Political parties will continue to out preform anarchist and red organizations if they continue to be organized so loosely and inefficiently. Many in our ranks hate the Church but, to look at what churches accomplish all the time and how they are able to organize such thriving communities. They are able to provide capital to function.
In the summer of 2011, when David Graeber heard rumors of a mobilization against Wall Street, he was hopeful but wary. Graeber is an anthropologist by trade, and a radical by inclination, which means that he spends a lot of time at political demonstrations, scrutinizing other demonstrators. When he wandered down to Bowling Green, in the financial district, on August 2nd, he noticed a few people who appeared to be the leaders, equipped with signs and megaphones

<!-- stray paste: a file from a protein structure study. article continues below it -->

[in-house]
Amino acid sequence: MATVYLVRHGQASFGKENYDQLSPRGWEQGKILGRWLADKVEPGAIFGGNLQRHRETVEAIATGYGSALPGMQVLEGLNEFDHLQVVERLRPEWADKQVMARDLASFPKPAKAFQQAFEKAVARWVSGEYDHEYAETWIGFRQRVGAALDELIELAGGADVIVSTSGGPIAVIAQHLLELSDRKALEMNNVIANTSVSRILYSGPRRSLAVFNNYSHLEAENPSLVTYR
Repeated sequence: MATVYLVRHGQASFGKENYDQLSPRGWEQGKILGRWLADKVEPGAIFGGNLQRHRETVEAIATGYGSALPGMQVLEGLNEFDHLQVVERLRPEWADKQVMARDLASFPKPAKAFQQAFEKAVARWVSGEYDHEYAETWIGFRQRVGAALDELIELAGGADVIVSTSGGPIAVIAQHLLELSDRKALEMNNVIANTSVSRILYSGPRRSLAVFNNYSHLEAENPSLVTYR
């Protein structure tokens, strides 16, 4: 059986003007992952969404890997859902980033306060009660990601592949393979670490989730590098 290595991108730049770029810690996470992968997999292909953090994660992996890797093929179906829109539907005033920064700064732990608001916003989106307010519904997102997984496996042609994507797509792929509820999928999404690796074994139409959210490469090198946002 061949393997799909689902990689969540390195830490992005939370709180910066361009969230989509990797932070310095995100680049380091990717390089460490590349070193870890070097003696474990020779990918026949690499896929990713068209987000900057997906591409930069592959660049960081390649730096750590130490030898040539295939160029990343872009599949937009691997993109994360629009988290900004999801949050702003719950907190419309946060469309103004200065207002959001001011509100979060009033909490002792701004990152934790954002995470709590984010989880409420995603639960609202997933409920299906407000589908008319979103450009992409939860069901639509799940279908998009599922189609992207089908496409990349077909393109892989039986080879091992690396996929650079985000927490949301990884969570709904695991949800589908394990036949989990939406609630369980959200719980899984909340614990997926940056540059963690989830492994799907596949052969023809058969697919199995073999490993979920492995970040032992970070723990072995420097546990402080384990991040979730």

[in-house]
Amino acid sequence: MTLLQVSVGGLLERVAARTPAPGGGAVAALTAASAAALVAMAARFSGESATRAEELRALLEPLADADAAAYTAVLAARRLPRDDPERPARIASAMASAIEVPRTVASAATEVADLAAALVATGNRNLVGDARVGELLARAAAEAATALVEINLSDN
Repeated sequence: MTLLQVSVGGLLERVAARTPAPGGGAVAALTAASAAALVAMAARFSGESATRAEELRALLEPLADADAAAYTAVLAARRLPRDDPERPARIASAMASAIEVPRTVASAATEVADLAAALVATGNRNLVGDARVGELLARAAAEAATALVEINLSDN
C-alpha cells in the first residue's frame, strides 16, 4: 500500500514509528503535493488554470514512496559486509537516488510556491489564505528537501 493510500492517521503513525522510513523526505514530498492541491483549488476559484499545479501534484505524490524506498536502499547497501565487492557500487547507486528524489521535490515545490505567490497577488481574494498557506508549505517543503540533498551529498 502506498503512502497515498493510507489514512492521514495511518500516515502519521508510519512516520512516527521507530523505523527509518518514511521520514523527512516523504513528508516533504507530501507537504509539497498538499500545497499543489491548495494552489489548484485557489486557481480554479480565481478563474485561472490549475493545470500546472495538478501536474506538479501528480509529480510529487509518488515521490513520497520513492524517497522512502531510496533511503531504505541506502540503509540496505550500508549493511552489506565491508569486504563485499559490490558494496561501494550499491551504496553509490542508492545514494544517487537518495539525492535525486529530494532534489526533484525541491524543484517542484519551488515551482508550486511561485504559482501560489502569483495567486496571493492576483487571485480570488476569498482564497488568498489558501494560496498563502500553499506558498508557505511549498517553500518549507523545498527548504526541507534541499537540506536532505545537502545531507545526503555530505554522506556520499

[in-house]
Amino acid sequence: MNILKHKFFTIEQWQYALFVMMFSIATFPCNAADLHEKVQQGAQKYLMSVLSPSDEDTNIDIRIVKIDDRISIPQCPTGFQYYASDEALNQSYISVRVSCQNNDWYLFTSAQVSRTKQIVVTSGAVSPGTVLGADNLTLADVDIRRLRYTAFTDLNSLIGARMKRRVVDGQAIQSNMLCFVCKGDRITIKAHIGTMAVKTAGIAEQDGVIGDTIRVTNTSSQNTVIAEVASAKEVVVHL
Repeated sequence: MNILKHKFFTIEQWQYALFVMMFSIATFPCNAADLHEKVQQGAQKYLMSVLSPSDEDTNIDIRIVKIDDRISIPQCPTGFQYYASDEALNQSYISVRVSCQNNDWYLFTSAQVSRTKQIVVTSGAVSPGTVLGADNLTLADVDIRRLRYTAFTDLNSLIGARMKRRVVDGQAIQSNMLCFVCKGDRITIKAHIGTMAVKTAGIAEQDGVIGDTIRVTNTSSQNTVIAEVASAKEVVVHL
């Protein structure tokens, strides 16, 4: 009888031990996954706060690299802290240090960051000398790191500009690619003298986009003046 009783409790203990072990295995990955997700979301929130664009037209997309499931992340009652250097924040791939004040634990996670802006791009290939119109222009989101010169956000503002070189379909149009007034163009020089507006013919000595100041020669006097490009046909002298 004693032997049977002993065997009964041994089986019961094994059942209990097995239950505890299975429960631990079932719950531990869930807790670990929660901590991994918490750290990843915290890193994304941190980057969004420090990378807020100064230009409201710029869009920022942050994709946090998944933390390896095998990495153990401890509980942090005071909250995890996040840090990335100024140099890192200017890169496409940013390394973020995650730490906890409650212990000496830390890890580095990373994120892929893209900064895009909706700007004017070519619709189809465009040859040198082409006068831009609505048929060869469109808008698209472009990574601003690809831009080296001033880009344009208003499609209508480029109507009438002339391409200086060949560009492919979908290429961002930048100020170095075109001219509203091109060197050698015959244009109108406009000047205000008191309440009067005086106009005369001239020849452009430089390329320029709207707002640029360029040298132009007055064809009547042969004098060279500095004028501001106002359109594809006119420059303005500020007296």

MAY DAY – May 1st – has been celebrated as International Worker’s Day since 1890. The date was chosen by members of the Second International to commemorate the Haymarket Affair which occurred in Chicago, United States in 1886: On May 1st 1886 American unions held a nationwide general strike. An estimated 400,000 workers went on strike in Chicago.
Under the cooperative model, workers own the business, reducing injustice because they have a stake in the community and because an individual will find it hard to exploit oneself. Workers often buy into their jobs (upfront or amortized), vote on major decisions in general assemblies or committees, and even voluntarily donate to the co-op for re-investment. Known as “workplace democracy,” this model of authentic self-determination renders state action superfluous.